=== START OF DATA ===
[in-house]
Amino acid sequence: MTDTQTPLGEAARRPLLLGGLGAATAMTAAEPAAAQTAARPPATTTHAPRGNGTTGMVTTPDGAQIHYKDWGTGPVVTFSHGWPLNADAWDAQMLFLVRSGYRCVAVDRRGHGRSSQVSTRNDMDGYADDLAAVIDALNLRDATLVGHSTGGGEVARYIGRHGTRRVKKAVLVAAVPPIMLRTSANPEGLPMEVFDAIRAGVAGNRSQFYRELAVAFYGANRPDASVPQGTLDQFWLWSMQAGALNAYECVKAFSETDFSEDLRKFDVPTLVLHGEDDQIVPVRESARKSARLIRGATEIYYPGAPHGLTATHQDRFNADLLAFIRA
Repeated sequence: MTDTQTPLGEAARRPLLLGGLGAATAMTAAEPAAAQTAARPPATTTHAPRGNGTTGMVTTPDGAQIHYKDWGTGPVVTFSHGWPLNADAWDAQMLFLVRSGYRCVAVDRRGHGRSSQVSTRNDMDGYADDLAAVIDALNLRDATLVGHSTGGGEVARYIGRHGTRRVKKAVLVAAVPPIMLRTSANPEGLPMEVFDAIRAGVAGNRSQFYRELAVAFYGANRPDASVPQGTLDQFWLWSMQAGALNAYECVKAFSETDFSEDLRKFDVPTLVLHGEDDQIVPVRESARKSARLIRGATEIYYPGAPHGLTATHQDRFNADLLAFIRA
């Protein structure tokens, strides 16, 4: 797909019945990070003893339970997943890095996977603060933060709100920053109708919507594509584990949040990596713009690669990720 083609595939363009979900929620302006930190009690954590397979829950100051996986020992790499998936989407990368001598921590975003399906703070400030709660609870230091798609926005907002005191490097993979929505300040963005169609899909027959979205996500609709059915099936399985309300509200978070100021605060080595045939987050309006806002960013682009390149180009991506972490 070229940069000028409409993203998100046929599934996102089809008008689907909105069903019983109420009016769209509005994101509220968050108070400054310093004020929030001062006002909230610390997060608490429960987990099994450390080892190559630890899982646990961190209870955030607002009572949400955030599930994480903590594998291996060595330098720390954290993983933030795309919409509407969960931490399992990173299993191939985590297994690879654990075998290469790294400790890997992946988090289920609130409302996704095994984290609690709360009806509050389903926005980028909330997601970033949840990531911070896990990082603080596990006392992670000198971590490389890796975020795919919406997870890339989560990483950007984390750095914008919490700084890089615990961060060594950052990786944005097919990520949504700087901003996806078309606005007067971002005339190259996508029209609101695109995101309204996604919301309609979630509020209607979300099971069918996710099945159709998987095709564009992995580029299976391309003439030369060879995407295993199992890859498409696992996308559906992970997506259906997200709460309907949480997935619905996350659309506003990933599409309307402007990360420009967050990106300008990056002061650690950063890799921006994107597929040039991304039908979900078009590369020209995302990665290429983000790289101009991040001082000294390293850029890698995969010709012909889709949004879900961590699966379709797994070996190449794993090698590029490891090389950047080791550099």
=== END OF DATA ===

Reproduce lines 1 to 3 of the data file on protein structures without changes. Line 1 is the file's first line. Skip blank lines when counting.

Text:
[in-house]
Amino acid sequence: MTDTQTPLGEAARRPLLLGGLGAATAMTAAEPAAAQTAARPPATTTHAPRGNGTTGMVTTPDGAQIHYKDWGTGPVVTFSHGWPLNADAWDAQMLFLVRSGYRCVAVDRRGHGRSSQVSTRNDMDGYADDLAAVIDALNLRDATLVGHSTGGGEVARYIGRHGTRRVKKAVLVAAVPPIMLRTSANPEGLPMEVFDAIRAGVAGNRSQFYRELAVAFYGANRPDASVPQGTLDQFWLWSMQAGALNAYECVKAFSETDFSEDLRKFDVPTLVLHGEDDQIVPVRESARKSARLIRGATEIYYPGAPHGLTATHQDRFNADLLAFIRA
Repeated sequence: MTDTQTPLGEAARRPLLLGGLGAATAMTAAEPAAAQTAARPPATTTHAPRGNGTTGMVTTPDGAQIHYKDWGTGPVVTFSHGWPLNADAWDAQMLFLVRSGYRCVAVDRRGHGRSSQVSTRNDMDGYADDLAAVIDALNLRDATLVGHSTGGGEVARYIGRHGTRRVKKAVLVAAVPPIMLRTSANPEGLPMEVFDAIRAGVAGNRSQFYRELAVAFYGANRPDASVPQGTLDQFWLWSMQAGALNAYECVKAFSETDFSEDLRKFDVPTLVLHGEDDQIVPVRESARKSARLIRGATEIYYPGAPHGLTATHQDRFNADLLAFIRA